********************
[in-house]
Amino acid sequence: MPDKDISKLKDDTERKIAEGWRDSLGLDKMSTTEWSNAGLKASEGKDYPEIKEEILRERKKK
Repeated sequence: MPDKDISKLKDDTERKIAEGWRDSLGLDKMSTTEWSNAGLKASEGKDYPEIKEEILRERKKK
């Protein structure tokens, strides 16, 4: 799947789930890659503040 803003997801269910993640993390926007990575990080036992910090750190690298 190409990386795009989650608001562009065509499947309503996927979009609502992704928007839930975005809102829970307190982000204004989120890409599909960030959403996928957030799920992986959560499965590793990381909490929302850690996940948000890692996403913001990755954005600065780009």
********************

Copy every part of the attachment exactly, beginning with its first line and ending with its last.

[in-house]
Amino acid sequence: MPDKDISKLKDDTERKIAEGWRDSLGLDKMSTTEWSNAGLKASEGKDYPEIKEEILRERKKK
Repeated sequence: MPDKDISKLKDDTERKIAEGWRDSLGLDKMSTTEWSNAGLKASEGKDYPEIKEEILRERKKK
């Protein structure tokens, strides 16, 4: 799947789930890659503040 803003997801269910993640993390926007990575990080036992910090750190690298 190409990386795009989650608001562009065509499947309503996927979009609502992704928007839930975005809102829970307190982000204004989120890409599909960030959403996928957030799920992986959560499965590793990381909490929302850690996940948000890692996403913001990755954005600065780009």